The 5 Steps to Writing a Great Recipe

If you follow Ingredient on Instagram or TikTok, you’ve seen our food photography and videos. Gorgeous, right? Behind every one of those photos is a recipe that’s easy to make and tastes just as good as it looks, a recipe that not only builds ongoing engagement but also inspires people to buy ingredients and get cooking.

The reason our recipes work so well is that they’re developed by a team of professionally trained chefs, bakers, and food scientists. And whether they’re written wholly from scratch or sourced and adapted, all of the recipes that come out of our kitchen are rigorously tested and edited.

Why so much effort? Think of all the times you’ve been burned by a poorly written recipe — and all the websites and cookbooks you turn to again and again when you need a recipe because you know they’ll have one for you and it’ll work. We want that kind of loyalty for our clients. So we put a lot of time and thought into creating recipes that are fun to make and taste wonderful.

Here’s how we go about it, from choosing the recipes to watching how they perform once they’re posted, and all the very, very important steps in between.

Green Tea Mocktail
We developed this recipe for Cranberry Green Tea Mocktail for Lunds & Byerlys.

Step 1: Choosing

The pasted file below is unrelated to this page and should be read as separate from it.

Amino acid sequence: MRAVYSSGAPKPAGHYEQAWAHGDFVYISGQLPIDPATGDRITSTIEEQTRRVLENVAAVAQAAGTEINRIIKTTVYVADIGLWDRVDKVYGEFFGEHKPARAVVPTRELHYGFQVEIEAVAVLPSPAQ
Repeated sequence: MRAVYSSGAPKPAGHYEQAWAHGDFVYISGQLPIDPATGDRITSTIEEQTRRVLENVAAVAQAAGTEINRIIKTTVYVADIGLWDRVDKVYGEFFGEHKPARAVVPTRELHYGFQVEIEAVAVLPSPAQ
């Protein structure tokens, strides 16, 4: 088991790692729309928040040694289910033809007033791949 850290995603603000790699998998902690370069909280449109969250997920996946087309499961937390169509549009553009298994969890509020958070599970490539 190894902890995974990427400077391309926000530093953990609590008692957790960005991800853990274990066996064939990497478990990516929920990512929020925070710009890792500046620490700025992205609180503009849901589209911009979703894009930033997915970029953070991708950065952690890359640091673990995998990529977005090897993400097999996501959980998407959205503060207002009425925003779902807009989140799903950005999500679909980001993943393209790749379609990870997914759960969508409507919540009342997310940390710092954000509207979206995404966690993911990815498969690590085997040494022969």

Like all things at Ingredient, recipe planning is a collaboration, involving not only our chefs but also the folks on our content and writing teams. What are we thinking about as we sit down to brainstorm? So many things.

We always factor in trends and seasonal appetites — what are people craving right now? Are they scrolling Instagram looking for spring’s garlicky ramps or summer’s sweet stone fruit? Are they firing up the grill or the oven? Of course, there are holidays and events to consider. And our clients have priorities too, like new products and weekly deals.

Once we have a bunch of ideas, we’ll narrow them down to a balance of dinners, brunches, cocktails, and desserts that are diverse in both culinary tradition and cooking level. The final list will include recipes that will inspire consumers to get into the kitchen and try something new — and that we know, from the data we’ve collected, will be successful for our clients.

Caramelized Onion & Fennel Apple Slaw Pizza
We developed this recipe for Caramelized Onion & Fennel Apple Slaw Pizza for Gelson's Markets. 

Step 2: Testing